An art gallery in Los Angeles modeled on the Unabomber cabin

Collector Danny First has created an exhibition space in his backyard -- in the shape of the Unabomber cabin

Los Angeles is a region with plenty of unusual exhibition spaces. Pasadena's Side Street Projects operates out of a mobile trailer. The Finley displays art in a Los Feliz foyer visible from the street. A professor at Culver City's Otis College of Art and Design has a gallery in a small box. And all manner of budding curators have transformed garages into intermittent gallery spaces.

But a new space by collector and artist Danny First may just take the weirdness cake.

First has built a 10-by-12-foot gallery in his Hancock Park backyard using the exact shape and dimensions of Unabomber Ted Kaczynski's Montana cabin — down to the plywood patches out front. 

First says this isn't out of some weird tribute to Kaczynski and his anti-technology manifestos. It's the shape and the scale of the building that he found compelling.

"I've never even seen [Kaczynski's] cabin in person," First says. "It really has nothing to do with the Unabomber. The simplicity of the structure is something that appeals to me — it's like something that a kid would draw. I liked it from the first time I saw it on television."

To be sure, First's exhibition space — called the Cabin — isn't an exact replica of Kaczynski's old hideout (which, incidentally, resides at the Newseum in Washington, D.C.).

For one, it's painted in moody shades of black and gray. And the interior looks like a typical gallery space, with white walls, bright lighting and blond wood floors.

Currently, there is a solo exhibition by L.A. artist John Monn, whose bright, shimmering pieces are made through a process of chrome plating. On Sunday, the Cabin will have its first public open house, timed to the Art Los Angeles Contemporary fair, which is being held in Santa Monica through the weekend.

First's primary goal isn't commercial. It's to provide emerging artists without gallery representation a space to show, along with access to art world connections.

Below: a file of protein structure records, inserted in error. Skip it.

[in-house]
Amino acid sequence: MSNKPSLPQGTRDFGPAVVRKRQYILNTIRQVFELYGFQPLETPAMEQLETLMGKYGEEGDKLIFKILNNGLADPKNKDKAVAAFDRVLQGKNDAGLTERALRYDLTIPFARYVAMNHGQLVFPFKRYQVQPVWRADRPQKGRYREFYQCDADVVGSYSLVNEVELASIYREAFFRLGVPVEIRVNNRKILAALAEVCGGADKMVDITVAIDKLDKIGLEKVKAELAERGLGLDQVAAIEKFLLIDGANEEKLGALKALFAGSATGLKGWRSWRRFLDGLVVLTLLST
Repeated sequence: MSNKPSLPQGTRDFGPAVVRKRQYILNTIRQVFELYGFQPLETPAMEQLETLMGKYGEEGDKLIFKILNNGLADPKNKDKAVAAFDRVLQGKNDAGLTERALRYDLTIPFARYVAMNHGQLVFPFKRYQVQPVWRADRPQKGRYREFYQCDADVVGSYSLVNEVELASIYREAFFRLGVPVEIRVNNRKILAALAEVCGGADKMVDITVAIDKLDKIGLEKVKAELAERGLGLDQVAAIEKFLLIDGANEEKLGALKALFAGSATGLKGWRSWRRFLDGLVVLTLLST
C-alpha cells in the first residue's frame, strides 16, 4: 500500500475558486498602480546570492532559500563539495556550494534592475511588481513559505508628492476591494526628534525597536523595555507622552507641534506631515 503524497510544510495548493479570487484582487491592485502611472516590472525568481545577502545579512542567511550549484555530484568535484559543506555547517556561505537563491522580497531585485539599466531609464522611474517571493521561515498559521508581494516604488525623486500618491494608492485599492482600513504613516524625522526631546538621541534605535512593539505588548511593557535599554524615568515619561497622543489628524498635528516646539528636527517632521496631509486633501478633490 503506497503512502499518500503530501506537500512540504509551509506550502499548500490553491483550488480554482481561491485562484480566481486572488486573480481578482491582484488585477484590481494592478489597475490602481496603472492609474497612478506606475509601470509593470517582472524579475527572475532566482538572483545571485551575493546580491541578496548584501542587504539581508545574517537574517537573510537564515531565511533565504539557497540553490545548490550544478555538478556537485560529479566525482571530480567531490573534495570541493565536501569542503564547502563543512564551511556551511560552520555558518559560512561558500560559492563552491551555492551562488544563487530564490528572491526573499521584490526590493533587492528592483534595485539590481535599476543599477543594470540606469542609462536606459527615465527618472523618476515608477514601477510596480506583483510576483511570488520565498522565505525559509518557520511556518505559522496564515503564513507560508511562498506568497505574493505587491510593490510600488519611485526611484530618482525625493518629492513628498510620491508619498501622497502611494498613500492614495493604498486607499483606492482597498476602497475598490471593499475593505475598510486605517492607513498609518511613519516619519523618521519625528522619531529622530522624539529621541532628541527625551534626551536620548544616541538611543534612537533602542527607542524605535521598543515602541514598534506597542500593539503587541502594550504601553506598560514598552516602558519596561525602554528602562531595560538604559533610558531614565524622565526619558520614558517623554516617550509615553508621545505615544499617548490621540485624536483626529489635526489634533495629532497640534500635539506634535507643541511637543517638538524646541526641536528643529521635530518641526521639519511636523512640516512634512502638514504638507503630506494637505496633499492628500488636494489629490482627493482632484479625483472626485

"I don't do this as a business," he says. "This is just to support."

Originally from Israel, First has lived in Los Angeles for almost three decades, establishing a successful merchandising business around a set of cartoon characters called Danny & Sally.

Art, however, has been a long-running interest. He makes wry ceramic sculptures of abstracted human heads bearing all manner of expressions, from dismayed to perplexed to amused. And he's shown this work at galleries such as ACME and Michael Kohn in Los Angeles.

But he is best known around Los Angeles for his role as a collector. He bought his first piece of art in the early 1990s — a drawing by Raymond Pettibon — and he has collected ever since. Paintings by established figures such as George Condo, Enrique Martinez Celaya and Kehinde Wiley (the latter of whom is about to be the subject of a solo exhibition at the Brooklyn Museum in New York) are some of his acquistions.

"Collecting," the congenial First says, "is an insanity."

He is also a patron, lending his art-studded home for museum events, as well as supporting emerging artists with materials and studio space.

The decision to build the Cabin came out of a desire to have a dedicated space in which he could show some of the artists' work to the curators, collectors and gallerists who often stream through his home. 

"My goal is to connect the artists with galleries and curators," he says. "I don't do it as a business — just to support."

The Cabin does not operate like a commercial gallery. He doesn't have a list of scheduled shows planned a year in advance. And he doesn't take a 50% (or more) cut of the proceeds. In the case of Monn, he had simply enjoyed the artist's jewel-like pieces after seeing them at a group show in Culver City and offered to help him produce them, since chrome plating is expensive. 

Monn sees it as a more personal experience than being in a gallery. 

"Danny probably could have opened up a storefront and had a gallery if that's what he wanted to do," Monn says. "This seems more intimate ... People who go there to see my work, they're also seeing this collector's home. It's nice for them to see my work in that context."

Nine works from Monn's show have already sold. First says that after he recoups his expenses for materials, the rest goes back to the artist, to fund the creation of more work.

L.A.-based adviser Helen Lewis says that this system can take commercial pressure off of young artists who are just beginning to discover their voices.

"This allows them to experiment," she says. "This is a place for artists to be much freer. It's very generous — and very personal."

First says that Monn's show will remain up until he has the next one fully sketched out. "People keep asking me what the next thing is," he says, "and I say, 'I don't know!'"

He is, however, considering an exhibition of works by the self-taught painter Jay Tucker. "His work is so quirky and strange," First says. "And I like things that are slightly off."

But the idea is to keep thing flexible — and, above all, small.

"I started my business in a garage," says First. "You can do really interesting things in a small space."

An open house for John Monn will be held Sunday, 10 a.m. to noon. RSVP to for the exact address. The Cabin is near the intersection of Highland and Melrose avenues, Los Angeles,

Find me on Twitter @cmonstah.

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